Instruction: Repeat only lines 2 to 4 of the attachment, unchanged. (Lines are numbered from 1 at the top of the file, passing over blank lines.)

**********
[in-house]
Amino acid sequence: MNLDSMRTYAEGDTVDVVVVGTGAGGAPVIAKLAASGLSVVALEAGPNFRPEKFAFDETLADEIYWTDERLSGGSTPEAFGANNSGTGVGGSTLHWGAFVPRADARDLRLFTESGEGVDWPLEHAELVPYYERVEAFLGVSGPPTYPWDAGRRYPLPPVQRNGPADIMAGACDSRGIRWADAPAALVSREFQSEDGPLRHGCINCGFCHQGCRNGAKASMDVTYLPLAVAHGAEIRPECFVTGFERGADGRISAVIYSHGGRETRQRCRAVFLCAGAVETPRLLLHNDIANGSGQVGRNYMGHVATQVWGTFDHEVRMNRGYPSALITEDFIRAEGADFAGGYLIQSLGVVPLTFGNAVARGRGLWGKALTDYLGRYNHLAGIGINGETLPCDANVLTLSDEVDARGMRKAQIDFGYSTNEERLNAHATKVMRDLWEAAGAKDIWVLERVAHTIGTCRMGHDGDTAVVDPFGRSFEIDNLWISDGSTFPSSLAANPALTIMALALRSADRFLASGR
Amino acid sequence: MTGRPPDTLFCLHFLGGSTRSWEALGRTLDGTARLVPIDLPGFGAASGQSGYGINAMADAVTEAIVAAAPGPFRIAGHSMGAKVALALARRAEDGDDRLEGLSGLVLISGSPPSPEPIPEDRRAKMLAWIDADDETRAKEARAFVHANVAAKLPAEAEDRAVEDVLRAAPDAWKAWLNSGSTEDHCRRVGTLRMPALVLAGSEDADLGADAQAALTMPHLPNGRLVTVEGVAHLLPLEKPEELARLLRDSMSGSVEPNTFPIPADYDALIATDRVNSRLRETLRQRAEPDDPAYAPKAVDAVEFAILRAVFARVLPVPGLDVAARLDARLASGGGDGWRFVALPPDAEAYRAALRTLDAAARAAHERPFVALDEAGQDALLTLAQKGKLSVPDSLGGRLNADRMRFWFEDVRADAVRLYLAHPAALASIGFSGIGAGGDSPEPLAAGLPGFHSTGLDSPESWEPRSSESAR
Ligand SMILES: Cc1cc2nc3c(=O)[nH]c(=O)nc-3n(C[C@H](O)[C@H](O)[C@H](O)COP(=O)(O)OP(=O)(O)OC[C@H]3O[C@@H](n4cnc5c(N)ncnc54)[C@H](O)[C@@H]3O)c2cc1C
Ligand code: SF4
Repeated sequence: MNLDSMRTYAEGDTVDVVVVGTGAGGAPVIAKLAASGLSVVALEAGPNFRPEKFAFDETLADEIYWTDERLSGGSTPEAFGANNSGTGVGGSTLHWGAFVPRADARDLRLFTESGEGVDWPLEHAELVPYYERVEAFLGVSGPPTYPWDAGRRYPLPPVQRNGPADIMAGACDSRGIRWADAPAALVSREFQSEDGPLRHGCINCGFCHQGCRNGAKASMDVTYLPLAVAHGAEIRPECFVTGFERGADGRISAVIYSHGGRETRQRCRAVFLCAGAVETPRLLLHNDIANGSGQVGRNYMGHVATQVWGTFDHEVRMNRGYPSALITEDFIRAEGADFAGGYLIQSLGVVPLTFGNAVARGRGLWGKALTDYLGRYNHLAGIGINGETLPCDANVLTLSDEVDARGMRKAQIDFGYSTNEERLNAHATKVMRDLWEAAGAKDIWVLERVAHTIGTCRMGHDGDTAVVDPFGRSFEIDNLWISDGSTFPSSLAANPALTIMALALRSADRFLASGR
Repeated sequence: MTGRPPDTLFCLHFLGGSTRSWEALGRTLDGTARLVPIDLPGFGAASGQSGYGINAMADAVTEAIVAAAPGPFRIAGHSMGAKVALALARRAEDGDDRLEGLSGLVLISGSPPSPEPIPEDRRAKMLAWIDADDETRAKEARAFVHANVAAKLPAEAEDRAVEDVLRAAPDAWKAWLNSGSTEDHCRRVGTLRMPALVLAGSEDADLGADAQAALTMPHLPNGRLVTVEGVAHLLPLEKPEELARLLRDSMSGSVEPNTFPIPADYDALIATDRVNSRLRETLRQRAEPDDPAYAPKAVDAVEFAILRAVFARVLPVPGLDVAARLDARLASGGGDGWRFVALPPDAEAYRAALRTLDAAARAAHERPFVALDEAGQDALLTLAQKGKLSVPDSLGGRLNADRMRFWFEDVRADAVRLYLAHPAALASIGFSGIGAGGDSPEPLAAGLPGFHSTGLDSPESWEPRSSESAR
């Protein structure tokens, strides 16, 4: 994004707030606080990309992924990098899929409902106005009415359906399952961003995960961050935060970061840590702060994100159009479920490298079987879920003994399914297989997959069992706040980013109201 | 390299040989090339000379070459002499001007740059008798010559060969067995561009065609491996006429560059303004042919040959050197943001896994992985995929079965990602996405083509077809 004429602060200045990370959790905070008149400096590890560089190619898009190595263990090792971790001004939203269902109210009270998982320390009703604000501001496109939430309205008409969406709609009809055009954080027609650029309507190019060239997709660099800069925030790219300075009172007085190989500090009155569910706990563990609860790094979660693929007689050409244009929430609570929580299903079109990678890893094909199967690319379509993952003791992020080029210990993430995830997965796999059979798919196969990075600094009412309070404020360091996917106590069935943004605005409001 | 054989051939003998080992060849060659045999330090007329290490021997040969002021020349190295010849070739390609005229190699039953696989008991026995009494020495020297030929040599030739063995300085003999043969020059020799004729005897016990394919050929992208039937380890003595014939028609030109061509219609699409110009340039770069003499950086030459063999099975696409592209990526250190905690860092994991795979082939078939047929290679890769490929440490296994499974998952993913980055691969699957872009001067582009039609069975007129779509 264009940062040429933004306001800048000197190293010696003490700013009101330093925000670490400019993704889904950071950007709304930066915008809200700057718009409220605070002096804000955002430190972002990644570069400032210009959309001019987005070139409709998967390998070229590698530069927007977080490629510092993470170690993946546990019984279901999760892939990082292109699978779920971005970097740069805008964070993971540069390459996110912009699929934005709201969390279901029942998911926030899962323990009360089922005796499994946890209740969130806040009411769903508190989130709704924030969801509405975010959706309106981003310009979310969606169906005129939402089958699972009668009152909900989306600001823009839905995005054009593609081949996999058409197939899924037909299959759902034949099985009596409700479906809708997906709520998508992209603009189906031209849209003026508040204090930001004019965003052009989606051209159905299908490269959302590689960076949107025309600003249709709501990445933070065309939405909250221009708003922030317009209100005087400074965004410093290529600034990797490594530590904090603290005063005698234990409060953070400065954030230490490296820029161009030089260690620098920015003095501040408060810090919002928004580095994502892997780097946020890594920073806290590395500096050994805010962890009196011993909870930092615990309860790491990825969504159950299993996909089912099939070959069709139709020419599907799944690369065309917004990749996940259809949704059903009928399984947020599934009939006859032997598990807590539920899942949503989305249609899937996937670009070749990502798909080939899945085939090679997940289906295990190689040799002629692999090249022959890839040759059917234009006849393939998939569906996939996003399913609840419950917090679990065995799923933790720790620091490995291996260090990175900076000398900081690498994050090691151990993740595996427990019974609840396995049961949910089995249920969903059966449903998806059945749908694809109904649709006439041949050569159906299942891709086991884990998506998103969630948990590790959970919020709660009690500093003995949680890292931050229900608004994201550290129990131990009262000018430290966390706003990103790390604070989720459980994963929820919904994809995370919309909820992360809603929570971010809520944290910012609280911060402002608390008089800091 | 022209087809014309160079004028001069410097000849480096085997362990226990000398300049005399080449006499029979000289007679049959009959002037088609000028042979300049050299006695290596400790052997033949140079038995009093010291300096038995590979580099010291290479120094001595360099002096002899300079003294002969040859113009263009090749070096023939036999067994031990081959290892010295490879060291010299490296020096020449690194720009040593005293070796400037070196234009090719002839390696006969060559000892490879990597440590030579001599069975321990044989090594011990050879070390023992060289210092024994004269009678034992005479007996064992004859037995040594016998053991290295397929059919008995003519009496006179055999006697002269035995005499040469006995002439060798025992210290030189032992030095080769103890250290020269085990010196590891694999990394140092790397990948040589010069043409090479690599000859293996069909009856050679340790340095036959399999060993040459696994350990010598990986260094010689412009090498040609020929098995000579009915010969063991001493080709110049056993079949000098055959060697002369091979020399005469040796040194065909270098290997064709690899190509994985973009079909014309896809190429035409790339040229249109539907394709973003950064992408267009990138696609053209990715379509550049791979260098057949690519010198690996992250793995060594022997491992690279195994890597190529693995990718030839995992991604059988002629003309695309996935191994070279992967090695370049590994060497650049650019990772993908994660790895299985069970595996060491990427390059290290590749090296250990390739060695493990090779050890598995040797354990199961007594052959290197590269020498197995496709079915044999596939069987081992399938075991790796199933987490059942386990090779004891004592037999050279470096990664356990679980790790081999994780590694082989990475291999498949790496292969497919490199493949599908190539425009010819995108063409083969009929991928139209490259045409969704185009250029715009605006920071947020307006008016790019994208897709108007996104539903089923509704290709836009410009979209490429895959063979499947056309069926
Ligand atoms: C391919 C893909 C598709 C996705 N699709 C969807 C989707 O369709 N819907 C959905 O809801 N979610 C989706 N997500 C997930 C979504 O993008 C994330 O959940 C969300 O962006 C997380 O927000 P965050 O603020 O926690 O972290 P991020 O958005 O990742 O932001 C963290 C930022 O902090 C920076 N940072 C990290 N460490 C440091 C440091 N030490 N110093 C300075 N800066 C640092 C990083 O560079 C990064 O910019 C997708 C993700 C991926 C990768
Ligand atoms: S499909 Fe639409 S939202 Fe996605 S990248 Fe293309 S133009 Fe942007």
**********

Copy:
Amino acid sequence: MNLDSMRTYAEGDTVDVVVVGTGAGGAPVIAKLAASGLSVVALEAGPNFRPEKFAFDETLADEIYWTDERLSGGSTPEAFGANNSGTGVGGSTLHWGAFVPRADARDLRLFTESGEGVDWPLEHAELVPYYERVEAFLGVSGPPTYPWDAGRRYPLPPVQRNGPADIMAGACDSRGIRWADAPAALVSREFQSEDGPLRHGCINCGFCHQGCRNGAKASMDVTYLPLAVAHGAEIRPECFVTGFERGADGRISAVIYSHGGRETRQRCRAVFLCAGAVETPRLLLHNDIANGSGQVGRNYMGHVATQVWGTFDHEVRMNRGYPSALITEDFIRAEGADFAGGYLIQSLGVVPLTFGNAVARGRGLWGKALTDYLGRYNHLAGIGINGETLPCDANVLTLSDEVDARGMRKAQIDFGYSTNEERLNAHATKVMRDLWEAAGAKDIWVLERVAHTIGTCRMGHDGDTAVVDPFGRSFEIDNLWISDGSTFPSSLAANPALTIMALALRSADRFLASGR
Amino acid sequence: MTGRPPDTLFCLHFLGGSTRSWEALGRTLDGTARLVPIDLPGFGAASGQSGYGINAMADAVTEAIVAAAPGPFRIAGHSMGAKVALALARRAEDGDDRLEGLSGLVLISGSPPSPEPIPEDRRAKMLAWIDADDETRAKEARAFVHANVAAKLPAEAEDRAVEDVLRAAPDAWKAWLNSGSTEDHCRRVGTLRMPALVLAGSEDADLGADAQAALTMPHLPNGRLVTVEGVAHLLPLEKPEELARLLRDSMSGSVEPNTFPIPADYDALIATDRVNSRLRETLRQRAEPDDPAYAPKAVDAVEFAILRAVFARVLPVPGLDVAARLDARLASGGGDGWRFVALPPDAEAYRAALRTLDAAARAAHERPFVALDEAGQDALLTLAQKGKLSVPDSLGGRLNADRMRFWFEDVRADAVRLYLAHPAALASIGFSGIGAGGDSPEPLAAGLPGFHSTGLDSPESWEPRSSESAR
Ligand SMILES: Cc1cc2nc3c(=O)[nH]c(=O)nc-3n(C[C@H](O)[C@H](O)[C@H](O)COP(=O)(O)OP(=O)(O)OC[C@H]3O[C@@H](n4cnc5c(N)ncnc54)[C@H](O)[C@@H]3O)c2cc1C